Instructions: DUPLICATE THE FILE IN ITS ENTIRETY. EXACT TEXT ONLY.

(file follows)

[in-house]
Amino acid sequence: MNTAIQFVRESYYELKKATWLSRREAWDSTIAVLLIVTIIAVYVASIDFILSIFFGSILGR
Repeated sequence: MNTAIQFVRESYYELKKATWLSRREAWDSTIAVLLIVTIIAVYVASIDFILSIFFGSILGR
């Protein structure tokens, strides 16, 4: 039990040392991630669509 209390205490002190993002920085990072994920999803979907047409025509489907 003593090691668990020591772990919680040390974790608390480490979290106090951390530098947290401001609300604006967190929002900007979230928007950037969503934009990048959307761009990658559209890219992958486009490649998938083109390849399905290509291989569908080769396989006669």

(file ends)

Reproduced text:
[in-house]
Amino acid sequence: MNTAIQFVRESYYELKKATWLSRREAWDSTIAVLLIVTIIAVYVASIDFILSIFFGSILGR
Repeated sequence: MNTAIQFVRESYYELKKATWLSRREAWDSTIAVLLIVTIIAVYVASIDFILSIFFGSILGR
């Protein structure tokens, strides 16, 4: 039990040392991630669509 209390205490002190993002920085990072994920999803979907047409025509489907 003593090691668990020591772990919680040390974790608390480490979290106090951390530098947290401001609300604006967190929002900007979230928007950037969503934009990048959307761009990658559209890219992958486009490649998938083109390849399905290509291989569908080769396989006669």